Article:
Go ahead, get dirty

There’s a new virus emerging from the pandemic, the gardening bug; it’s a good bug to catch.

The rush on gardening centres has left supplies in short stock. Even gardening virgins are being drawn to this ancient practice.

From a very practical perspective, the desire to grow our own food emerges from a concern for food security, but it turns out there’s much more to the story

Horticulture therapy, originally developed for U.S. soldiers returning from war, has expanded and is used in elder-care, psychiatric-care, prisons, and with children. It’s something to consider as we live in these uncertain times.

The health benefits of gardening have been the subject of research that reveals both physical and psychological bounty.

  • Decreased anxiety and depression 
  • Increased hope, purpose, and sense of achievement
  • Increased sense of calm
  • Decreased behavioural issues in children
  • Improved cognitive function
  • Increased sense of satisfaction, and vigor
  • Decreased cortisol, a stress hormone
  • Increased secretion of beneficial hormones, such as serotonin and dopamine
  • Improved diabetes, heart health, and longevity
  • Decreased body mass index
  • Improved immune function
  • Improved quality of sleep

Gardening is a stabilizing force during times of uncertainty. If you plant a radish seed, you can bet the seed will produce a radish. A core stimulus for stress is lack of control, and with a garden we can control what emerges.  

Plants call us to present moment awareness, as we use our senses in touching, smelling, and seeing plants emerge. Tending our plants, we let go of concerns of the past and worries of the future, and are drawn to what’s real now. Simple acts such as weeding, pruning, and dead-heading flowers easily soothe our systems, as we let go of the virtual reality of our minds and our devices. 

Being connected to, and caring for other living things, engaging in learning, and creativity sustain us. Watching new life spring forth from a tiny seed is exciting. Each morning, I can’t wait to do my ‘plant patrol,' and find myself chuckling at the many conversations we have about our emerging bean seeds. My goodness, I’ve even texted pictures of seedlings to our daughters.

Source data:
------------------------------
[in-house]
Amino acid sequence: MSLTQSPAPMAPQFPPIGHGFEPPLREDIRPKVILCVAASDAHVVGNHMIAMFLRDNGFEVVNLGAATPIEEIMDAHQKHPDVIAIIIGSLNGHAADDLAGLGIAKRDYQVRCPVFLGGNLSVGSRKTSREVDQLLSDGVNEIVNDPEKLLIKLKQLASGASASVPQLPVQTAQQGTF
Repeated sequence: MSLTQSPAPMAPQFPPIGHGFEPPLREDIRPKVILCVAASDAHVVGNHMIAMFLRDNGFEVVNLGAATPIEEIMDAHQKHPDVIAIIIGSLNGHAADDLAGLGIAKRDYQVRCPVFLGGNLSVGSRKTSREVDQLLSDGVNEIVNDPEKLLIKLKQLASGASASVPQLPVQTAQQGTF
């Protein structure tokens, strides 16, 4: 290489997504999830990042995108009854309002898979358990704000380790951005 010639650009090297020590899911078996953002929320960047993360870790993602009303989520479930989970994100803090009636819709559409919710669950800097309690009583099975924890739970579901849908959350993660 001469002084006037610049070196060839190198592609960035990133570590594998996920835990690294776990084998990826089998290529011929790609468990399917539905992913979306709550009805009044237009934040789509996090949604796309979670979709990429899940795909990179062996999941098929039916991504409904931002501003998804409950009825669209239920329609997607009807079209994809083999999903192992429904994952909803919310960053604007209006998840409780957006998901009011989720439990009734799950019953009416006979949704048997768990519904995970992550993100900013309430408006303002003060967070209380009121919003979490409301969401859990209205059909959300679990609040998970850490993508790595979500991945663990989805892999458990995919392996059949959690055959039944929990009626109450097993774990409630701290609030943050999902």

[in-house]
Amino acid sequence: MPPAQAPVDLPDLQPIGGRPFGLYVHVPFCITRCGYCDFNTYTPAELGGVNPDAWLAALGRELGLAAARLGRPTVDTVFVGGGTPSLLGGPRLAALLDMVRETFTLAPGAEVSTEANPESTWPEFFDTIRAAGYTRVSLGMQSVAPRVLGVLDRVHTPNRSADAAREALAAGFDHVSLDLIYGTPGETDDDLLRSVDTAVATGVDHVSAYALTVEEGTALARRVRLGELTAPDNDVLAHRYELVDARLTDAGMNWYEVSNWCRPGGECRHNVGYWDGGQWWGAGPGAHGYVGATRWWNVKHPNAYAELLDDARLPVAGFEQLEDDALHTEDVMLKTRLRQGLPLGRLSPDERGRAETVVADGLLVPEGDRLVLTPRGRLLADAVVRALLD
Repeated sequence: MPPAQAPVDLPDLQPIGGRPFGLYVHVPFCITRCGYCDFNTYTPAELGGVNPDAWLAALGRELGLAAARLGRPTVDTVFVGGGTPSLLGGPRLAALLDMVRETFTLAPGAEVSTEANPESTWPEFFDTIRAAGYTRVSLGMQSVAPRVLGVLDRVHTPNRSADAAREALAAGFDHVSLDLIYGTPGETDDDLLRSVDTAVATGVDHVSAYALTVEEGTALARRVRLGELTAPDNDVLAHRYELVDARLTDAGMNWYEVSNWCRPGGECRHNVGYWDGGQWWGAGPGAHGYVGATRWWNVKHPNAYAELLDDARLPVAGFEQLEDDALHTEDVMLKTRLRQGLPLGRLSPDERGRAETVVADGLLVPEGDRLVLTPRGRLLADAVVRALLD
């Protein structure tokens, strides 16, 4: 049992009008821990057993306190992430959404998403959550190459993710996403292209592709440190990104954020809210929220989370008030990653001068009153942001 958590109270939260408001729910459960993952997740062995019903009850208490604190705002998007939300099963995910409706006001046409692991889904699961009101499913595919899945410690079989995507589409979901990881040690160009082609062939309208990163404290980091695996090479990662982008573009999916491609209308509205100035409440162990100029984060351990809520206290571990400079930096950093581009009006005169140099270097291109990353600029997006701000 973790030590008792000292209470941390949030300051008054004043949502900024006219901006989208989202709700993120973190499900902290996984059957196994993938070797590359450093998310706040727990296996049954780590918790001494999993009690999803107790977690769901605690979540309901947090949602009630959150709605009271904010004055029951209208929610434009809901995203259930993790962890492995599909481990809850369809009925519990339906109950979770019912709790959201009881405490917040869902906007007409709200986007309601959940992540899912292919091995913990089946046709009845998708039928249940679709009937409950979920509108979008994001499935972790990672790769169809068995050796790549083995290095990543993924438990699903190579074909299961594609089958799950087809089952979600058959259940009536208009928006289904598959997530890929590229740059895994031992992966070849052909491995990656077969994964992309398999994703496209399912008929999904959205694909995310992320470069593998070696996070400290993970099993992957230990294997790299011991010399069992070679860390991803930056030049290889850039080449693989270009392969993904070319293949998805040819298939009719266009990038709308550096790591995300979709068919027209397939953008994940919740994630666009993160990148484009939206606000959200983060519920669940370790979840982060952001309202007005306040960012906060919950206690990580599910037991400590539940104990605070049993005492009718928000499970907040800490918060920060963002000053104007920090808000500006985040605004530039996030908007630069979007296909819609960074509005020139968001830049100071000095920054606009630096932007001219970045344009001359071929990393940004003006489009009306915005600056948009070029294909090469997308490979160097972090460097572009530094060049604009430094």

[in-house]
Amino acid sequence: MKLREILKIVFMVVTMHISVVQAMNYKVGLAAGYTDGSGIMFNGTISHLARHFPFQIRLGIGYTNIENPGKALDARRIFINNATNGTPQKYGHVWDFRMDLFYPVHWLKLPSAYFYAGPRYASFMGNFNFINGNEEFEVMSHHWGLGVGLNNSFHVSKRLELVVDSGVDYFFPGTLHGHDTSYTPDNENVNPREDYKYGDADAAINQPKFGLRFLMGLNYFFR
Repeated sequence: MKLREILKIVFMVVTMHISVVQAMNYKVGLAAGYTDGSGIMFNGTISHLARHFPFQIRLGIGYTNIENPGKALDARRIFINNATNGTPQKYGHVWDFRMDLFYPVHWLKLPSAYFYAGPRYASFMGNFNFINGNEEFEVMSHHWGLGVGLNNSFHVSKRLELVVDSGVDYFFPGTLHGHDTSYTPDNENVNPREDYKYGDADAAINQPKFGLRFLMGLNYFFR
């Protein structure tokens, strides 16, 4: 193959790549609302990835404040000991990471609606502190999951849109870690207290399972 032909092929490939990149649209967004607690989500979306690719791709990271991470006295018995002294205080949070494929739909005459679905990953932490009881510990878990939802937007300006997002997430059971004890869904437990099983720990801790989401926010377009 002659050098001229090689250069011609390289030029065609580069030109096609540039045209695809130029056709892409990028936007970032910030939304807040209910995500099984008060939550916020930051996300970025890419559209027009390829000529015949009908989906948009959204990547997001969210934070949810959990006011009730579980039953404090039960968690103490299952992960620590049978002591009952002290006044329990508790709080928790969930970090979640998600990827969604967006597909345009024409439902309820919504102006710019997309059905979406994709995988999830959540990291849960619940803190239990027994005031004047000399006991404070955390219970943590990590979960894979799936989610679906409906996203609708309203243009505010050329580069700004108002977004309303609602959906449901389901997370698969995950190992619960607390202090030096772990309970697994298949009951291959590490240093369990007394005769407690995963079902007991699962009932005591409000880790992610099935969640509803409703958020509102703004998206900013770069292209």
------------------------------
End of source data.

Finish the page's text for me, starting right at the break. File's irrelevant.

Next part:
Even small balconies and outdoor sitting areas can be turned into places of living beauty, and resourceful apartment dwellers are growing many vegetables in pots. Community gardens abound in urban spaces, for good reason. There are even places to volunteer to help with gardening, such as Hospice House and Joanna’s House.

If it’s not possible to plant anything, there are big benefits to just being in nature. Forest bathing and being out in nature is restorative, and is shown to reduce stress and feelings of anger and anxiety. 

The changes forced upon us by the pandemic have allowed me to realize the sneaky way my previously busy lifestyle had robbed me of old pleasures. I’m delighted to rediscover my previous love of gardening, once born of need for inexpensive produce, now born of desire. 

Despite the constraints of the isolation, I’ve found myself filled with joy and excitement as I rediscover old passions. I’ve reclaimed parts of myself I thought were long dead, and I don’t want to let them go.

This pandemic has certainly reminded me of what’s truly important in life, and with this, many of my first world problems have simply fallen away. May I never forget.


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About the Author

Corinne is first a wife, mother, and grandmother, whose eclectic background has created a rich alchemy that serves to inform her perspectives on life.

Corinne, a registered nurse with a master’s degree in Health Science, is a staff minister with the Centre for Spiritual Living Kelowna, and a hospice volunteer. She is an adjunct professor with the school of nursing  at UBC Okanagan, and is currently teaching smartUBC, a unique Mindfulness program offered at UBC, to the public. She is an invited speaker and presenter.

From diverse experience and knowledge, personally and professionally, Corinne has developed an extraordinary passion for helping people to gain a new perspective, awaken, and to recognize that we do not have to be a slave to our thoughts or to life; we are always at a point of change.

Through this column, Corinne blends her insights and research to provide food for the mind and the heart, to encourage an awakening of the power and potential within everyone.

Corinne lives in Kelowna with her husband of 41 years, and can be reached at [email protected].

The views expressed are strictly those of the author and not necessarily those of Castanet. Castanet does not warrant the contents.

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